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Condo owner sues alarm company for negligence and wins first round
June 17, 2019
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Condo owner sues alarm company for negligence and wins first round
    These are the facts set forth in the court’s decision:
    Plaintiff owns a condominium unit at the Marlborough Square Condominiums, located at 594 Wilcrest, in Houston, Texas. While Plaintiff was out of the country, his condominium was foreclosed upon and the homeowners' association (HOA) purchased it at auction. When Plaintiff returned home, he discovered that his automobiles, safes, firearms, and business data had been stolen, and that his bank account had been emptied and his credit cards “maxed out.”
    Plaintiff sued Smith Protective Services Inc (SPSI), among others, asserting a cause of action for negligence. Plaintiff alleged that SPSI “has a contract to provide security services to the HOA and unit owners,” and that, under the contract, SPSI acted as the HOA's agent in providing security for the complex. Plaintiff alleged that SPSI was negligent in failing to (1) “secure his condo and property to prevent the thefts that occurred”; (2) institute proper processes and procedures to ensure that the HOA and its various agents ... adequately guarded against theft of property from condos foreclosed on and owned by the HOA during the redemption period”; (3) provide adequate security to prevent the thefts for [his] condo based on what was known or should have been known”; and (4) alert the HOA and its management company of suspicious activities surrounding access to his condo during the period it was owned by the HOA in the redemption period.”
    The alarm company moved to dismiss the Complaint arguing that the negligence cause of action had no merit in fact or law. In Texas this is known as Texas Rule of Civil Procedure 91a. The court noted that:
“Rule 91a provides that “a party may move to dismiss a cause of action on the grounds that it has no basis in law or fact.”       TEX. R. CIV. P. 91a.1. A cause of action has no basis in law if the allegations, taken as true, together with inferences reasonably drawn from them, do not entitle the plaintiff to the relief sought. Id. Generally, a cause of action has no basis in law under Rule 91a in at least two situations: (1) the petition alleges too few facts to demonstrate a viable, legally cognizable right to relief; and (2) the petition alleges additional facts that, if true, bar recovery. “A cause of action has no basis in fact if no reasonable person could believe the facts pleaded.” TEX. R. CIV. P.91a.1. The trial court must determine the motion “based solely on the pleading of the cause of action, together with any pleading exhibits permitted by” the rules of civil procedure. TEX. R. CIV. P. 91a.6;” citations omitted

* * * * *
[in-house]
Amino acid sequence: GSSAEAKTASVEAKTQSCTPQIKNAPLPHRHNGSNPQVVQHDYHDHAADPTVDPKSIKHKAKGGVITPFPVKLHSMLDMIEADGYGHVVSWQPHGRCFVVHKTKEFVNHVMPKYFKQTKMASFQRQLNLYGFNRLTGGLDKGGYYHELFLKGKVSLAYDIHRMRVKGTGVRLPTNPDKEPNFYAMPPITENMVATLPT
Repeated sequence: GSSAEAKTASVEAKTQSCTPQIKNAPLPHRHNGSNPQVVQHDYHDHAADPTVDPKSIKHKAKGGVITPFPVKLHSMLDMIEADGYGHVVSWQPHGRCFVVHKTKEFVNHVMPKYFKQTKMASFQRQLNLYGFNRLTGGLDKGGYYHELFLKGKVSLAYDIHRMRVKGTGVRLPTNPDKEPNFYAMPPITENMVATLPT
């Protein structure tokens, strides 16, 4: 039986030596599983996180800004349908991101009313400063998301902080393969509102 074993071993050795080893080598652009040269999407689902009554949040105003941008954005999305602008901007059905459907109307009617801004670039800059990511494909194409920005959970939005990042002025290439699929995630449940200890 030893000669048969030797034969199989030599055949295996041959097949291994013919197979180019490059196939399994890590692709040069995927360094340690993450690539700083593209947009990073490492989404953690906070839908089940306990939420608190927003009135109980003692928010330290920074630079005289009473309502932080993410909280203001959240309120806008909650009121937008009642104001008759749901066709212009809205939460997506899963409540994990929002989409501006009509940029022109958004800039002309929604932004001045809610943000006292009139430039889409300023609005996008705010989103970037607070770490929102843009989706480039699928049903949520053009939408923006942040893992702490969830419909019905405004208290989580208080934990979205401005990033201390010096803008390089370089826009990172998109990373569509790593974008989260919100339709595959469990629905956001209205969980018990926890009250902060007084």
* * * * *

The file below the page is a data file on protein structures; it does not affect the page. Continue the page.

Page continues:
Every jurisdiction has a similar rule. This motion tests the sufficiency of the Pleading. In other words, if the Plaintiff alleges facts that if true would support or state a cause of action, the Pleading is sufficient and a motion to dismiss should be denied. In this case the court dismissed the action; the Plaintiff appealed and the Appellate Court reversed and reinstated the Complaint.
    Why? Because the defense attorneys mishandled the case. Yeah, I said. The defense attorneys argued that the alarm company contracted with the HOA, not the Plaintiff, and therefore owed no duty to the Plaintiff. Great argument, but not on a motion to dismiss based on sufficiency of Pleadings. In this case the Plaintiff alleged that:
    “[SPSI] has a contract to provide security services to the HOA and unit owners.” The Plaintiff correctly asserted that the pleading was adequate to give the alarm company notice that its contract with the HOA included the Plaintiff. Unlike a motion for summary judgment [a term familiar to most of you], the court won’t look to evidence, only to how the Complaint is worded. The defense attorneys should have filed an Answer and then moved for summary judgment supported by affidavits and other evidence that the alarm company had no duty to the Plaintiff. They still have time to get it right.
    Maybe you should ask your insurance carrier to engage K&K or consult with its local counsel, so you get it right the first time around.
  Case is Igor Galperin V Smith Protective Services, Inc, Court of Appeals of Texas, Houston (1st Dist.) June 6, 2019
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Ken Kirschenbaum,Esq
Kirschenbaum & Kirschenbaum PC
Attorneys at Law
200 Garden City Plaza
Garden City, NY 11530
516 747 6700 x 301